Reader and recent mom Shopgirl asked for an “expert opinion” on weight loss and aging. How much does age affect one’s ability to lose and keep off the pounds?
Apparently, the internet also wants to know, as “weight loss for women over 50” is one of the more frequently-searched terms (curiously, men over 50 are looking up the subject as well, at about a third the rate). By the way, Shopgirl, we know you’re not even close to closing in on your 50s! But heck, even if you are, there’s much hope to be had, as seen by this one lady’s rather hilariously-subtitled story:
You do bring up a pretty important question: how does growing older affect our ability to lose or maintain our weight? And, maybe we should add, how soon does it make a difference?
While this author can offer no “expert” opinion on this subject, she is aware that there really are a lot of things that make weight loss trickier as the years go by. They are all individually small in their effect, but taken together, they can really add up. And they can start affecting you long before you find your first gray hair.
The Burdens of Aging
(1) As we age, each year that we’re past our primes (physical primes, that is, the ages when we’re fully physically grown but before we begin to deteriorate–which for both sexes is usually sometime in our 20s), we naturally lose muscle mass. Any time we lose ANY body tissue (including fat, interestingly), we decrease our RMR (Resting Metabolic Rate, the number of calories we burn just by breathing and taking up space). The jury is still out on how many calories this is. Some sources claim massive loss to RMR for each pound of muscle, but then there’s also at least one convincing rebuttal to the “muscle burns tons of calories!” argument.
(2) Most of us “settle down” lifestyle-wise as we age. For many, this starts the moment we move out (the “Freshman Five”—now called the Freshman Fifteen, and—God Forbid—perhaps it’s only a matter of time before we see the Freshman Fifty) and are allowed to start making our own food choices.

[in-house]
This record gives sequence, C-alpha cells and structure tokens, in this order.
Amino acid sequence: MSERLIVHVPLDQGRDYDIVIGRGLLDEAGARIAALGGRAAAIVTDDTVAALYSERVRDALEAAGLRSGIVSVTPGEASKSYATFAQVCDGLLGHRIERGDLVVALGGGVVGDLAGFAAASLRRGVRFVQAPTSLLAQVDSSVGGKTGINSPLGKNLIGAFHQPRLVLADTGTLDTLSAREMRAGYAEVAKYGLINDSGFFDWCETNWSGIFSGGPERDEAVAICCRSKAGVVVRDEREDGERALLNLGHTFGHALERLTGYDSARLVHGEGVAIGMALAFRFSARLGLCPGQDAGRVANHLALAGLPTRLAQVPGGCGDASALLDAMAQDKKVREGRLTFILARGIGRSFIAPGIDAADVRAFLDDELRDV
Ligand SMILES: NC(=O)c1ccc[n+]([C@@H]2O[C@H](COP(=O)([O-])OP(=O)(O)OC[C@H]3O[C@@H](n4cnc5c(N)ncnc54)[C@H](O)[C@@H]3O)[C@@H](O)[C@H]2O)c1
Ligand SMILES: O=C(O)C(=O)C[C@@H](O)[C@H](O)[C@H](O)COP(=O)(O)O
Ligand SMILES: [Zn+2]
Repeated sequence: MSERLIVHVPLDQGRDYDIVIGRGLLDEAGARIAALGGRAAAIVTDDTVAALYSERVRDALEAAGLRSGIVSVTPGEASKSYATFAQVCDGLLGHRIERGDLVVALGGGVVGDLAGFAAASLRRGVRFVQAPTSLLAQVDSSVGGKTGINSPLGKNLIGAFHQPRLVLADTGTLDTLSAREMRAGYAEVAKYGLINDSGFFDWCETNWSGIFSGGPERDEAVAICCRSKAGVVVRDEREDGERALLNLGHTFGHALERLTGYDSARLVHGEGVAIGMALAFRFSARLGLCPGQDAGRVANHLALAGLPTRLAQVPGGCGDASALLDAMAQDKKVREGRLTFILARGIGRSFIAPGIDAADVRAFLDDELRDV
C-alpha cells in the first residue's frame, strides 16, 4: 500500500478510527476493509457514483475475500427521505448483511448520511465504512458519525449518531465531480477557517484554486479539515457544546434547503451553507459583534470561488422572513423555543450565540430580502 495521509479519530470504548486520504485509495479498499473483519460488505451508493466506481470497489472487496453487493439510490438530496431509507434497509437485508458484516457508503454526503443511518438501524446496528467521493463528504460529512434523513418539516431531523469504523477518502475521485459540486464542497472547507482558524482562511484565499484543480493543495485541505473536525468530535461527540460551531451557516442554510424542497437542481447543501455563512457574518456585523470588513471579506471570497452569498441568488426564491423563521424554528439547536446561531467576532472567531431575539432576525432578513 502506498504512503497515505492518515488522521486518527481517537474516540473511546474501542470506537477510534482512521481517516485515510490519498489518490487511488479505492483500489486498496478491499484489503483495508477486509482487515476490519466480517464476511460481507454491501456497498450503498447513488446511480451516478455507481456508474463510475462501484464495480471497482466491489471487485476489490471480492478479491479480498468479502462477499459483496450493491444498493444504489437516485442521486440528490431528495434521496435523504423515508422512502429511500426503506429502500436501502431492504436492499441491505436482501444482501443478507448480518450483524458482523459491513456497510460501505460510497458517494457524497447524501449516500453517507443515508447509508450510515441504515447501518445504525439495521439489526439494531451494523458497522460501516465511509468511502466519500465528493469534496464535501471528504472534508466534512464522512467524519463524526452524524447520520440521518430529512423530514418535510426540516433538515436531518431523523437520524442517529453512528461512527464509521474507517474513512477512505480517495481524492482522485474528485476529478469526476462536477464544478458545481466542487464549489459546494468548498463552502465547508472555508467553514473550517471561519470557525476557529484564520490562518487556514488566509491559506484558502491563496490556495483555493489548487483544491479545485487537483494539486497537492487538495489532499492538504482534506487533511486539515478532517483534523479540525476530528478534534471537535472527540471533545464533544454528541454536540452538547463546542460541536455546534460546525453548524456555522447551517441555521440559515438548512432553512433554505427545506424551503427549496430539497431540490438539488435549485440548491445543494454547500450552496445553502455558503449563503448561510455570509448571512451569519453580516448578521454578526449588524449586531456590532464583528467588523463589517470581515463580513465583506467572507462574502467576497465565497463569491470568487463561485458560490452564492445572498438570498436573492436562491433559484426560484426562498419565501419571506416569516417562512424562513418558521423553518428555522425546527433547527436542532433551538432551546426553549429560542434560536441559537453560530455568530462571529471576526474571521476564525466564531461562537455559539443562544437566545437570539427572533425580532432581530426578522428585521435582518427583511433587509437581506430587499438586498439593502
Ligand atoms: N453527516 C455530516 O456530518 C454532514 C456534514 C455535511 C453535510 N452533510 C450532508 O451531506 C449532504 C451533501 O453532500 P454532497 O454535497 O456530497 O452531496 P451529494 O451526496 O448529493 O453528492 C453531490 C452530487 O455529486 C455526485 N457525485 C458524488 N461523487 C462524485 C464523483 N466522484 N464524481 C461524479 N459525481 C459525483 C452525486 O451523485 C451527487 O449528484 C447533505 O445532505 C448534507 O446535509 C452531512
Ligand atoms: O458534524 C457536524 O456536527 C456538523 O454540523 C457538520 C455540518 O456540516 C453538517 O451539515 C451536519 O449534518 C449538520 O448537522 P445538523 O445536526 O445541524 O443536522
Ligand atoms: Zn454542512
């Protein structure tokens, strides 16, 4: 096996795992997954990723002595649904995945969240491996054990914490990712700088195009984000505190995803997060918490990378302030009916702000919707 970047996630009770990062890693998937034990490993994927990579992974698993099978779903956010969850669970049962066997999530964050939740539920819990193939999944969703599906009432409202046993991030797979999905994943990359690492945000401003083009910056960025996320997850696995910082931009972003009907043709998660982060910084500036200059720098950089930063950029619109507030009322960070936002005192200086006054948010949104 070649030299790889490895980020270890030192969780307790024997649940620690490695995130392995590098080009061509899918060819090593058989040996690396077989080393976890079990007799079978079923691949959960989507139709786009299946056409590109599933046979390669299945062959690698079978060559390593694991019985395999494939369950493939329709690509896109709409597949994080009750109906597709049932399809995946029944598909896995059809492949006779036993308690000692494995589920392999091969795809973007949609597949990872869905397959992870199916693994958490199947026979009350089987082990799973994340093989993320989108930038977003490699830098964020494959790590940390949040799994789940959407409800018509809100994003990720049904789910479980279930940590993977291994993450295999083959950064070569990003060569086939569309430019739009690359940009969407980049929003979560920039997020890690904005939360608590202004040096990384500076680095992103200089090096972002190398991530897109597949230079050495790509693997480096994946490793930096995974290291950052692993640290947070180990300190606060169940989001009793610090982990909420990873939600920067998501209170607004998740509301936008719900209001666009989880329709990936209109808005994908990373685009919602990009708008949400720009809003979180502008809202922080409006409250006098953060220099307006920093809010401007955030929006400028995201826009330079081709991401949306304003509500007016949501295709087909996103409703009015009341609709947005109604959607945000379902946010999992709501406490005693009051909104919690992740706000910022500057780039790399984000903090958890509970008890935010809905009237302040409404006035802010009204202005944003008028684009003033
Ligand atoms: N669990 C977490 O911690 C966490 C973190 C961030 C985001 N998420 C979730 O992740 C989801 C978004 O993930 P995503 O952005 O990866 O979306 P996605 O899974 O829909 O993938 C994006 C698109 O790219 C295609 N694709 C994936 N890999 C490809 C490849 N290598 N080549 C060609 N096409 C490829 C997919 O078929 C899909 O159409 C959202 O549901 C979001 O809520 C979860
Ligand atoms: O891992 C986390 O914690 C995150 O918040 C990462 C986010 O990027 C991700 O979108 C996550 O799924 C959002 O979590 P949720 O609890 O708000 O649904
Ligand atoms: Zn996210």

Still, the teenager and the 20-something are often a great deal more active than those in their 30s, 40s, and up. Think of the 20-year-old’s propensity to take road trips vs. the 50-year-old’s preference for Business Class.
Also, it should go without saying: once you’ve stopped actually growing, as in physically maturing (late teens or early 20s for most of us), your body needs a great many fewer calories.
(3) Marriage and parenthood make an even bigger difference for many people. Instead of running around in a state of, basically, play, parents and spouses often prefer to stay home and enjoy each other’s company (or to collapse on the couch after the children have drained all energy reserves). Also, once you’ve found your special someone, with the need to attract a mate no longer an issue, the psychological motivation to get or stay “hot” can wane.
(4) And then, for many, there’s the career. Once it gets rolling, days are rarely shorter or less wearying than they were before. Stress releases extra cortisol into your body, which triggers fat storage.
(5) There’s also the boredom. The younger you are, the more inquisitive you are about everything. Curiosity to know what it’s like to have “abs,” for example, can be its own motivation. Finding the motivation to keep up the extreme effort to maintain those abs can be pretty tricky after the initial buzz has worn off.
These are just a few reasons that aging can be problematic to your waistline.
Is any one of these a deal-killer? Not at all; they’re all fairly mild, and mostly benign. Taken together, however, these and other issues (this note doesn’t touch on many issues, like depression and other forms of unhappiness that can pop up as life goes on and delivers its trials to you) can have a real effect on weight loss / maintenance.
The Blessings of Aging
So what’s to be done?
The only way most people improve with age is in wisdom. As you age, use your newfound wisdom to come to terms with what your life and body are now like, and not what they once were. What allowed you to make [relatively] easy progress in The Good Old Days might no longer work (both physically and mentally) today.
Thus, the wisest move might be simply to acknowledge that you’re getting older, and that much of getting older works against you. Hopefully, with this common-sense attitude you will find the increased difficulty of losing weight less frustrating, and you will be able to make lifestyle changes in accordance with the other changes in your life.
Best of all, for what it’s worth, every year that goes by, your friends and peers are getting more and more out of shape—and the easier it is for you to shine, in comparison.
As always, readers are encouraged to submit their thoughts. Please, tell us: what gems have you learned over the years, and what helpful bits of advice have others shared with you? Also, if you liked this post, please share it on your favorite social medium!